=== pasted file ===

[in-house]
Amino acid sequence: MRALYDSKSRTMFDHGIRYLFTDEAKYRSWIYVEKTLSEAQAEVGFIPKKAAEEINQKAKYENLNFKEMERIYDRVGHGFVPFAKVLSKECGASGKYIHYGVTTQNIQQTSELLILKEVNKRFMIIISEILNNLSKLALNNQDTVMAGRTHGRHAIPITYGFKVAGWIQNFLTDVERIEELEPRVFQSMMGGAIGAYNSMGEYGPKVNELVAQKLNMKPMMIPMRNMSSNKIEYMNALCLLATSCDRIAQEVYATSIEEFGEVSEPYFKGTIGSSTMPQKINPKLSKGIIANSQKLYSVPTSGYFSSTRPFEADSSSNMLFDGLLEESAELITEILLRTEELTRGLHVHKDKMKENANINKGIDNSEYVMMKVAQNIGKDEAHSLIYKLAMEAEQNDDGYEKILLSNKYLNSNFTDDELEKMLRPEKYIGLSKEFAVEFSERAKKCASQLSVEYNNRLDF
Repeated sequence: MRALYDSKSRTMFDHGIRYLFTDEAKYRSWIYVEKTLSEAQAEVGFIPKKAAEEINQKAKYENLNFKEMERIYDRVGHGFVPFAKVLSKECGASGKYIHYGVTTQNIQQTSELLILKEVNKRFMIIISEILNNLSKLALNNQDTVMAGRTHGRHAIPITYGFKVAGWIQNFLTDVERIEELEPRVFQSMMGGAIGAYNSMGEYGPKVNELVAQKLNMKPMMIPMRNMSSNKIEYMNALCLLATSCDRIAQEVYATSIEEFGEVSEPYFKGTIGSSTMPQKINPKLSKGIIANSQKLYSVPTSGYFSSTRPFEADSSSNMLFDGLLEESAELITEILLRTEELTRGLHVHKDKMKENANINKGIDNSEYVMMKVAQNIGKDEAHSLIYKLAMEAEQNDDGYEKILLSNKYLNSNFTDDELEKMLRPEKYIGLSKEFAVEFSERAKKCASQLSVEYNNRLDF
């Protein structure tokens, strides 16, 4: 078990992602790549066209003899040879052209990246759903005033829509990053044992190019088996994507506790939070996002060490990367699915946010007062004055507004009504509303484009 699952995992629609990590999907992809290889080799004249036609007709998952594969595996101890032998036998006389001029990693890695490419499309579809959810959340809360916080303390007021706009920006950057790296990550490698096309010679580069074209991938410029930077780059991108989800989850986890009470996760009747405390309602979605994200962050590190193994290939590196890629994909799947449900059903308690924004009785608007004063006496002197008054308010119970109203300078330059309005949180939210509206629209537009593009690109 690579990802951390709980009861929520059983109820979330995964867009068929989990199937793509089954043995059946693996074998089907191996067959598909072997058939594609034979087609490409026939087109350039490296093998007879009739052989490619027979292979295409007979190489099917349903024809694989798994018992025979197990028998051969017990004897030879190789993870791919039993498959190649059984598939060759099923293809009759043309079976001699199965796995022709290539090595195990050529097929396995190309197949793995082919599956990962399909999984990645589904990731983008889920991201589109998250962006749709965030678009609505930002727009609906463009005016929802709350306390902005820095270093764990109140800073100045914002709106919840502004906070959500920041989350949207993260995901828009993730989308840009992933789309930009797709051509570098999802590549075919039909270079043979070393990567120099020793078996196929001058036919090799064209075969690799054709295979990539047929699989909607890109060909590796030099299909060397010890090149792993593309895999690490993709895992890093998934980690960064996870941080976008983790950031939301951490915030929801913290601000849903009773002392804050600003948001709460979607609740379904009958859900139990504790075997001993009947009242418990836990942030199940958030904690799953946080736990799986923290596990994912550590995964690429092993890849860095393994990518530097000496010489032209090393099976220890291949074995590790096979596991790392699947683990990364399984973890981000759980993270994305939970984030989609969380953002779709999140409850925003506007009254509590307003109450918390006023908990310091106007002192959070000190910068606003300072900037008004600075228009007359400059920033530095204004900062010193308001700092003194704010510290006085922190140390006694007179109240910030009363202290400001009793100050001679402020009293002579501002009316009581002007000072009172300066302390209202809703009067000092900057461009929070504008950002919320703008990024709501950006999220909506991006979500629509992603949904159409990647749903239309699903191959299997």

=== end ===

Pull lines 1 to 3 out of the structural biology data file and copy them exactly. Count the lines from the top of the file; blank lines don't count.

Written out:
[in-house]
Amino acid sequence: MRALYDSKSRTMFDHGIRYLFTDEAKYRSWIYVEKTLSEAQAEVGFIPKKAAEEINQKAKYENLNFKEMERIYDRVGHGFVPFAKVLSKECGASGKYIHYGVTTQNIQQTSELLILKEVNKRFMIIISEILNNLSKLALNNQDTVMAGRTHGRHAIPITYGFKVAGWIQNFLTDVERIEELEPRVFQSMMGGAIGAYNSMGEYGPKVNELVAQKLNMKPMMIPMRNMSSNKIEYMNALCLLATSCDRIAQEVYATSIEEFGEVSEPYFKGTIGSSTMPQKINPKLSKGIIANSQKLYSVPTSGYFSSTRPFEADSSSNMLFDGLLEESAELITEILLRTEELTRGLHVHKDKMKENANINKGIDNSEYVMMKVAQNIGKDEAHSLIYKLAMEAEQNDDGYEKILLSNKYLNSNFTDDELEKMLRPEKYIGLSKEFAVEFSERAKKCASQLSVEYNNRLDF
Repeated sequence: MRALYDSKSRTMFDHGIRYLFTDEAKYRSWIYVEKTLSEAQAEVGFIPKKAAEEINQKAKYENLNFKEMERIYDRVGHGFVPFAKVLSKECGASGKYIHYGVTTQNIQQTSELLILKEVNKRFMIIISEILNNLSKLALNNQDTVMAGRTHGRHAIPITYGFKVAGWIQNFLTDVERIEELEPRVFQSMMGGAIGAYNSMGEYGPKVNELVAQKLNMKPMMIPMRNMSSNKIEYMNALCLLATSCDRIAQEVYATSIEEFGEVSEPYFKGTIGSSTMPQKINPKLSKGIIANSQKLYSVPTSGYFSSTRPFEADSSSNMLFDGLLEESAELITEILLRTEELTRGLHVHKDKMKENANINKGIDNSEYVMMKVAQNIGKDEAHSLIYKLAMEAEQNDDGYEKILLSNKYLNSNFTDDELEKMLRPEKYIGLSKEFAVEFSERAKKCASQLSVEYNNRLDF